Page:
Carson City school board discusses enrollment growth, class size reduction

Student enrollment in Carson City schools are thriving to a point where reducing class sizes continues to be necessary.

With a total of 7,700 students enlisted in local schools, the School Board approved the school year’s class size reduction plan on Tuesday.

While the increase of students is beneficial for the school district, the next step is to figure out how to adjust head count in classrooms.

Andrew Feuling, the district’s director of fiscal services, said the number of students has increased in the first two weeks of school: on day 1, the district had 7,509 students; on day 13, there were 7,702 students.

He said Carson Middle School and Carson High School has seen the most growth in enrollment so far, although Eagle Valley Middle School has a slight shortage; usually, there’s at least 655-690 students enrolled, but this year it’s 648.

Enrollment in elementary schools also decreased to 3,449 students, but Feuling said this decrease is sufficient considering the lack of capacity in classrooms.

“We’re keeping students in and avoiding drop-outs,” Feuling said. “Each year it seems to be less and less.”

The 2017-18 school year may be the district’s largest enrollment since 2014-15, which concluded with 7,441 students.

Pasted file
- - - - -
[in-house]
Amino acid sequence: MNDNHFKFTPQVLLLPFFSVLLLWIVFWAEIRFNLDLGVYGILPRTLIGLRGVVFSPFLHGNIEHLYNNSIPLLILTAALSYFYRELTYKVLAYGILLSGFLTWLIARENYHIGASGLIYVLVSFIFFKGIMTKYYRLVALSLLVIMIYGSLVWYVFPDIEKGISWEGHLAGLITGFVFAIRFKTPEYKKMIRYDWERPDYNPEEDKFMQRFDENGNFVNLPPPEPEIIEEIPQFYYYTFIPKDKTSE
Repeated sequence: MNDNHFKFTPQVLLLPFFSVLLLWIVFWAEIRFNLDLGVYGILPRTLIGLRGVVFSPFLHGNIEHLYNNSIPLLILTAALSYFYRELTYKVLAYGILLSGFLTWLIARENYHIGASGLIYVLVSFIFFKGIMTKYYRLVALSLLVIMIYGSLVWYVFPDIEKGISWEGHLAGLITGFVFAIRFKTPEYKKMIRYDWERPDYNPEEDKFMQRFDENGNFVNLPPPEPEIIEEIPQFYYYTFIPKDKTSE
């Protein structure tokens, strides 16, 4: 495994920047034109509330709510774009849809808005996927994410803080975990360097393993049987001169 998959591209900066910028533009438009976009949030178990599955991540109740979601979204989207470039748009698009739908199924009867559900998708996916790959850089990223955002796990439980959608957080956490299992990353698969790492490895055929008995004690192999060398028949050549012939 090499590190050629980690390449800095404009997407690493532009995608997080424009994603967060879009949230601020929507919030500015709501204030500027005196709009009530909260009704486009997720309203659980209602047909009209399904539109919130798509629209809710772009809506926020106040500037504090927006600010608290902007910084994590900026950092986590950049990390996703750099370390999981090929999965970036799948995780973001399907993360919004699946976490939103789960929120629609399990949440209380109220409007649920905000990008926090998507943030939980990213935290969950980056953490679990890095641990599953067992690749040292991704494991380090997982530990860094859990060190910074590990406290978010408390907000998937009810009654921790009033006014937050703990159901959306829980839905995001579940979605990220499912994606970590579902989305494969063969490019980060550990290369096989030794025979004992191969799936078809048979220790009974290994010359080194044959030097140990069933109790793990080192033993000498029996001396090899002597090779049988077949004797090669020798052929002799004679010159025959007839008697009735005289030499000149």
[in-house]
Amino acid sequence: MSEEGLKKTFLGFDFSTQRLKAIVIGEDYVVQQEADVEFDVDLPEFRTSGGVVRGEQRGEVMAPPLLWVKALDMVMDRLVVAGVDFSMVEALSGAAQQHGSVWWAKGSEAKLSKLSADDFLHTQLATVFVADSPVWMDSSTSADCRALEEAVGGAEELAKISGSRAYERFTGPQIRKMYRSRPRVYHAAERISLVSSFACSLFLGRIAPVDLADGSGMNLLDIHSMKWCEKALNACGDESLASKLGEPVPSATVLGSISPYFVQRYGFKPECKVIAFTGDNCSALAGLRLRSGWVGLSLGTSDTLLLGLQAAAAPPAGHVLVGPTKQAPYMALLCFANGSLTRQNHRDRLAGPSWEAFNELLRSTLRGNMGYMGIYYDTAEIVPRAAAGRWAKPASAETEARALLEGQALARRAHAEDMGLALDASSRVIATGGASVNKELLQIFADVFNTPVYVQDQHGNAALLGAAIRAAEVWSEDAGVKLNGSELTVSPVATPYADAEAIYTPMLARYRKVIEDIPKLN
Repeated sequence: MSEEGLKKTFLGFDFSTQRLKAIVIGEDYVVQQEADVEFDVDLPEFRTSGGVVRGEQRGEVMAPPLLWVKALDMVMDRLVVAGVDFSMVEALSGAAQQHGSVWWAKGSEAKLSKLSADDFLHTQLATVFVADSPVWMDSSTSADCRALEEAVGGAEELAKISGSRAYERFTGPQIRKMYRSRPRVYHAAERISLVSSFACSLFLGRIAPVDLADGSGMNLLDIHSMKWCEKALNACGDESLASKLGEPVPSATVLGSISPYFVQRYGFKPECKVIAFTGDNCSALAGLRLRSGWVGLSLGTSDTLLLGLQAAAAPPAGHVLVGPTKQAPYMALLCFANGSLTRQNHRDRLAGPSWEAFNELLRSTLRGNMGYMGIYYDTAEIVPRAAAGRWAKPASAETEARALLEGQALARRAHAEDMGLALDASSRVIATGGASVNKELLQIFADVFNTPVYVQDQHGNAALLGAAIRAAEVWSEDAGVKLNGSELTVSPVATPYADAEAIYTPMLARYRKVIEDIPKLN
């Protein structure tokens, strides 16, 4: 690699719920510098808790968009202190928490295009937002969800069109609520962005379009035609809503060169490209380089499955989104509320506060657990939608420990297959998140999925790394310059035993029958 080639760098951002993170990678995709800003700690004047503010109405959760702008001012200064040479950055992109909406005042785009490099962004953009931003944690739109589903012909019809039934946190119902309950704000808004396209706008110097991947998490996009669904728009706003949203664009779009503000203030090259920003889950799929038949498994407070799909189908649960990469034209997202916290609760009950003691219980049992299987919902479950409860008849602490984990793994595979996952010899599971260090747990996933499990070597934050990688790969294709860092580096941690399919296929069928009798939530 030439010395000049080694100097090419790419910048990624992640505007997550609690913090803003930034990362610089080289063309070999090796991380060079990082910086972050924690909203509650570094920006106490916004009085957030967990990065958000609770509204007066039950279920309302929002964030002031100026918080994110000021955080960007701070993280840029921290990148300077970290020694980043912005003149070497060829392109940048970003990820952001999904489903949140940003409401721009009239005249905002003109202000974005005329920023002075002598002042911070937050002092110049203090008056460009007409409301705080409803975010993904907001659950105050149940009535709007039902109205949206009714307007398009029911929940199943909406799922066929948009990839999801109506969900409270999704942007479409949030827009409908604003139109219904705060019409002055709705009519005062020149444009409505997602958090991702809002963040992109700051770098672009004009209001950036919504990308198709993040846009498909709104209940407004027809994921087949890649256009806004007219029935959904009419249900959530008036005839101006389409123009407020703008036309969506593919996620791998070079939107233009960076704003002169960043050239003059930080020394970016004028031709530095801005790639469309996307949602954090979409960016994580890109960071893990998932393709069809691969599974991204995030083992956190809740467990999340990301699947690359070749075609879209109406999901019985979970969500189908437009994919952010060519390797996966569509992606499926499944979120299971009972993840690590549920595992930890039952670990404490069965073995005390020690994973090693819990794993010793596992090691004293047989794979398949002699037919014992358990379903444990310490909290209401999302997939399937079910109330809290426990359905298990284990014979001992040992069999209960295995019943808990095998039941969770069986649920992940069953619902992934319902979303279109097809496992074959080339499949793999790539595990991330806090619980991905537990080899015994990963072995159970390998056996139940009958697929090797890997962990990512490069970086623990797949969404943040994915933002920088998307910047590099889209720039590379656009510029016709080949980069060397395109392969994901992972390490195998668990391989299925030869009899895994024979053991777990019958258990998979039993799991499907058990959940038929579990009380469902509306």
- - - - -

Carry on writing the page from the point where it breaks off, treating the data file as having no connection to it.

According to Superintendent Richard Stokes, the district’s enrollment is reaching full capacity, especially succeeding the full day preschool launch in August. The idea of expanding elementary schools is undergoing planning, specifically for preschool students.

As listed in NRS 388.720, the school board approved of the proposed plan to reduce the size of kindergarten, first, second, and third grade classes to meet a pupil-teacher ratio of no more than 22 students.

The plan also includes reducing fourth, fifth, and sixth grade classes to no more than 25 students.

The plan states it will not affect salaries and benefits of teachers.

“We’re challenged in regards of space,” said Associate Superintendent Educational Services Sue Keema. “The class sizes in this plan are reasonable and supportive.”

In order to meet class size obligation throughout the year, three more kindergarten teachers and a second grade teacher are needed at Fremont Elementary; a third grade teacher for Bordewich Bray; and two, fifth grade teachers for Mark Twain and Fremont Elementary schools.

“Should we not need a third kindergarten teacher, we could assign them to teach another grade,” Keema said. “We need it.”

When it comes to full day preschool, classes can’t exceed 25 students in a class. If a class is over one student, Keema said, the district isn’t in a position to hire another teacher and there will be no appeal to increase the class size.

By spring, class sizes will be analyzed to determine if reducing head count in grades 1-5 is the most cost effective and academically viable way to meet compliance ratios.


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